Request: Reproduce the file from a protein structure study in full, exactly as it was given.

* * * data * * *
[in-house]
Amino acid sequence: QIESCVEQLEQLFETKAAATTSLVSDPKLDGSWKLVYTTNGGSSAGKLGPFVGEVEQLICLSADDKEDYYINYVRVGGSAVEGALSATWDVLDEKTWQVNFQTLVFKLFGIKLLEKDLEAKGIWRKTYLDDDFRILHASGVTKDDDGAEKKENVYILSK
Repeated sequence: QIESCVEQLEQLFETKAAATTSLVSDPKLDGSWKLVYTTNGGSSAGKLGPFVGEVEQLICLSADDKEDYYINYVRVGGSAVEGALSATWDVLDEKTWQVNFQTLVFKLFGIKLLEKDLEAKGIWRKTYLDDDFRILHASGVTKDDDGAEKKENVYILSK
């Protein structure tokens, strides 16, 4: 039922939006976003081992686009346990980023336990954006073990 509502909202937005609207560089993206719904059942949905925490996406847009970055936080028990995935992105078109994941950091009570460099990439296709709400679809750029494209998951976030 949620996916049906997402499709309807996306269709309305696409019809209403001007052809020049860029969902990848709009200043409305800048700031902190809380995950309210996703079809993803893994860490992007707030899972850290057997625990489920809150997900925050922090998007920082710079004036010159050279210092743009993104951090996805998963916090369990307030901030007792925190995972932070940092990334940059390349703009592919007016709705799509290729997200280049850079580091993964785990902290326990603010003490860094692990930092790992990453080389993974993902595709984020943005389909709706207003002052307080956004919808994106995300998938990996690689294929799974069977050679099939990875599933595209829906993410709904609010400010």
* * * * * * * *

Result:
[in-house]
Amino acid sequence: QIESCVEQLEQLFETKAAATTSLVSDPKLDGSWKLVYTTNGGSSAGKLGPFVGEVEQLICLSADDKEDYYINYVRVGGSAVEGALSATWDVLDEKTWQVNFQTLVFKLFGIKLLEKDLEAKGIWRKTYLDDDFRILHASGVTKDDDGAEKKENVYILSK
Repeated sequence: QIESCVEQLEQLFETKAAATTSLVSDPKLDGSWKLVYTTNGGSSAGKLGPFVGEVEQLICLSADDKEDYYINYVRVGGSAVEGALSATWDVLDEKTWQVNFQTLVFKLFGIKLLEKDLEAKGIWRKTYLDDDFRILHASGVTKDDDGAEKKENVYILSK
């Protein structure tokens, strides 16, 4: 039922939006976003081992686009346990980023336990954006073990 509502909202937005609207560089993206719904059942949905925490996406847009970055936080028990995935992105078109994941950091009570460099990439296709709400679809750029494209998951976030 949620996916049906997402499709309807996306269709309305696409019809209403001007052809020049860029969902990848709009200043409305800048700031902190809380995950309210996703079809993803893994860490992007707030899972850290057997625990489920809150997900925050922090998007920082710079004036010159050279210092743009993104951090996805998963916090369990307030901030007792925190995972932070940092990334940059390349703009592919007016709705799509290729997200280049850079580091993964785990902290326990603010003490860094692990930092790992990453080389993974993902595709984020943005389909709706207003002052307080956004919808994106995300998938990996690689294929799974069977050679099939990875599933595209829906993410709904609010400010």